Musings on the worlds of aviation, military and international affairs.
With reviews of books that cover these topics
This book is a very timely reminder of the perils that Russia continues to present to civilised Western nations. Our governments are welcoming a very strange country - Russia is joining the World Trade Organisation, and will be president (for goodness’ sake) of the G20 in 2013. Deception shines a spotlight on the dark and turbid world of Russian crony capitalism, and how the cessation of the Cold War has not diminished the power of the Russian secret services in the running of their nation. (Few nations of any size have a former spy as their head of state). To put this into context, the FSB (the successor to the KGB) employs 300,000 people – more than the US Marine Corps (and c. twice the size of Great Britain’s total armed forces).
Lucas is a senior editor at the Economist, and former Moscow station chief; he is supremely qualified to write this book. It opens with the tale of the Russian government’s persecution of Bill Browder, and his firm, Hermitage Capital Management, culminating in how its assets were expropriated by criminals with state connections. Whilst little of this is new news, Lucas’ clinical dissection of the way the state dismembered Hermitage is a salutary warning to anyone considering doing business in Russia. Lucas does not spare ink in detailing how Hermitage’s lawyer, Sergei Magnitsky, was imprisoned, tortured and murdered. That those responsible soon received top awards makes the tale even more repugnant.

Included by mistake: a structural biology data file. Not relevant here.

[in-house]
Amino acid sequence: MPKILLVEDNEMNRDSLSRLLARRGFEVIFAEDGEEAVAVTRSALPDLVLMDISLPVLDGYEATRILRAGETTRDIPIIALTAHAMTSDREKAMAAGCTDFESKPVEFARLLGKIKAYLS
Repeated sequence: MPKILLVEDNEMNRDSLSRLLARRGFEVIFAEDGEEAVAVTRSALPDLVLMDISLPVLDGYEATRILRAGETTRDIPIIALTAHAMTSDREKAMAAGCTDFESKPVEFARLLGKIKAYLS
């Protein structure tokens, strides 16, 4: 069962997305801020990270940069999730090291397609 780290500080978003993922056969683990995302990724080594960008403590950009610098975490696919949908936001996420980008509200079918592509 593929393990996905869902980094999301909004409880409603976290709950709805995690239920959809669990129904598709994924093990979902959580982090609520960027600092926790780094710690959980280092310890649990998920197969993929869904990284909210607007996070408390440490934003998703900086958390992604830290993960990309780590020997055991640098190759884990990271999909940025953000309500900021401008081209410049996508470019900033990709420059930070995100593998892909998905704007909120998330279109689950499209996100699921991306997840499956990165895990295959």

The fate of the average Russian is often overlooked by Western politicians as they welcome Russia to the fold. Lucas quotes an estimate of $6bn a year of spending disappearing in bribes, whilst other estimates go as high as half of all public spending disappearing into the yawning pockets of gangsters and officials.
From my several visits to Russia, most of what Lucas writes is eminently plausible. There is one issue where my knowledge overlaps with his, and where in my view he has been overly seduced into a conspiracy theory. Stephen Curtis was the lawyer for Mikhail Khorodovsky, a plutocrat who rubbed Putin up the wrong way. Only a few months after Khorodovsky’s arrest, Curtis died in a helicopter crash near Bournemouth.
Spies, lies and how Russia dupes the West
Edward Lucas, Bloomsbury, 2012
The late Magnitisky